Posted by:14 May, 2012
The recent report on community nursing released at RCN Congress highlights the pressure that community nursing is currently under.
Falling district nurse numbers, social care cuts, and an ever growing number of increasingly complex patients. It’s a frightening mix and with a significant number of district nurses set to retire in the coming decade, it’s hard to see that others will be rushing to step into their shoes.
It’s already a tough job without all the increasing pressure currently being loaded on. Working in a ‘hospital without walls’ is a challenging role. Making decisions about frail and elderly patients with multiple co-morbidities in their own home takes skill and training. There is no second opinion readily at hand – you are on your own with limited resources. While nursing support workers do a great job in working alongside registered nurses in the community, the complexity of the work means that the ratio of registered nurses and support workers must not swing too far in the wrong direction.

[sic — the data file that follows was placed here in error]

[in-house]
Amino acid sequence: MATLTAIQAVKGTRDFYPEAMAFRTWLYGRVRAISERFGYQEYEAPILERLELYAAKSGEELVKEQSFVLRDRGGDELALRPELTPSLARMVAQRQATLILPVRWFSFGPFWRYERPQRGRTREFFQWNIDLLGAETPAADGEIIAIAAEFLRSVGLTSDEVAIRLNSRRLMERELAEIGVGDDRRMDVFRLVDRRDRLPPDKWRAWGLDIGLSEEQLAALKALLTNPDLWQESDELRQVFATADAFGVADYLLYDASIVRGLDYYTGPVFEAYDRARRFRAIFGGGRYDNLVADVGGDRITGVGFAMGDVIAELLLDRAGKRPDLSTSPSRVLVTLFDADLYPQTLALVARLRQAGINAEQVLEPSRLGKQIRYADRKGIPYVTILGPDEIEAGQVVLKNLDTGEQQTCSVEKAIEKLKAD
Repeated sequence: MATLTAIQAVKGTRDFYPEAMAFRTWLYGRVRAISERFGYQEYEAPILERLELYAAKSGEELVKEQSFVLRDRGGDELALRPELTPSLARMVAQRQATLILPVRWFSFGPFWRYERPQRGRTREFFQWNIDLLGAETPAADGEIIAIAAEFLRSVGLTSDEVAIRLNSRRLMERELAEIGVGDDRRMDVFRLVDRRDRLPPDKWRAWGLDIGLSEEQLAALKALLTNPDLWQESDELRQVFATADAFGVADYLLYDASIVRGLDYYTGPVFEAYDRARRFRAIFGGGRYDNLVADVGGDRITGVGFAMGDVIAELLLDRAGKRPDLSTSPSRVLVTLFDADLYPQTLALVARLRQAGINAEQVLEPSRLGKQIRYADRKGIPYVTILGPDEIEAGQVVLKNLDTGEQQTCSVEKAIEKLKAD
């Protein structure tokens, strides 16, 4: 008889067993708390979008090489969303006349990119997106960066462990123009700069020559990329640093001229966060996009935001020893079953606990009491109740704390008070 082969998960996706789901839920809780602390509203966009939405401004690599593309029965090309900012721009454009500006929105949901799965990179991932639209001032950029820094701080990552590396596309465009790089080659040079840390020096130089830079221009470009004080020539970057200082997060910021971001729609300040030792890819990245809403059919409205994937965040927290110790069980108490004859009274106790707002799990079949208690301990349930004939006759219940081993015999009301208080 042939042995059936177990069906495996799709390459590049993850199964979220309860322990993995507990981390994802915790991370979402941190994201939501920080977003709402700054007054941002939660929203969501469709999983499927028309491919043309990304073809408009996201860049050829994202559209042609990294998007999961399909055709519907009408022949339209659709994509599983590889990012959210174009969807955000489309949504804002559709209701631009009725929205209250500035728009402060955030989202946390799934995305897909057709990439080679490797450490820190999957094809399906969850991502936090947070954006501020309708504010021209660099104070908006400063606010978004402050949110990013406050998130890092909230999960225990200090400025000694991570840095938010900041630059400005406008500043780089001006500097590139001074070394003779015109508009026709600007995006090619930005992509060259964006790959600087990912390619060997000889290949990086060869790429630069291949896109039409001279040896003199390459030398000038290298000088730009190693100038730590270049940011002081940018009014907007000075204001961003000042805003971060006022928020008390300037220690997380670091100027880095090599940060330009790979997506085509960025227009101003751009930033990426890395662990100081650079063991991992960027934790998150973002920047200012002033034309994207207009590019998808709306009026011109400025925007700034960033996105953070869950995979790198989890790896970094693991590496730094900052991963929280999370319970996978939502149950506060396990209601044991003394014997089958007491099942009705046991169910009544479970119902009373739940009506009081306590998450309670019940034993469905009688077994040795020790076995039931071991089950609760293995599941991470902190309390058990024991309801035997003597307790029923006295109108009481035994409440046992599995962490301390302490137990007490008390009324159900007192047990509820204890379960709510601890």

The push to increase the numbers of health visitors is welcome. However this campaign is more likely to recruit from the community nurse workforce as those already working in the community are more likely to apply. For those working in hospitals, it can be a leap of faith to take that step to work outside the hospital environment that they are used to.
Also the increase in health visitor numbers must not be used as a panacea for the fall in district nursing numbers. I was struck by how Andrew Lansley answered a question about declining nos of district nurses at RCN Congress by talking about the increasing number of HVs. A good initiative but it’s not the same thing.
The RCN report makes clear for the urgent need for more district nurse numbers and support for this crucial arm of the profession. Lack of support and care of patients in the community will inevitably lead to more hospital admissions. It feels like we are just going around in circles. Policy makers need to wake up to the fact that all the money comes out of the same pot so cuts in the community will lead to increased costs in hospitals.
From Practice blog
Your practice editors Kathryn, Ann and Eileen talk about nursing in practice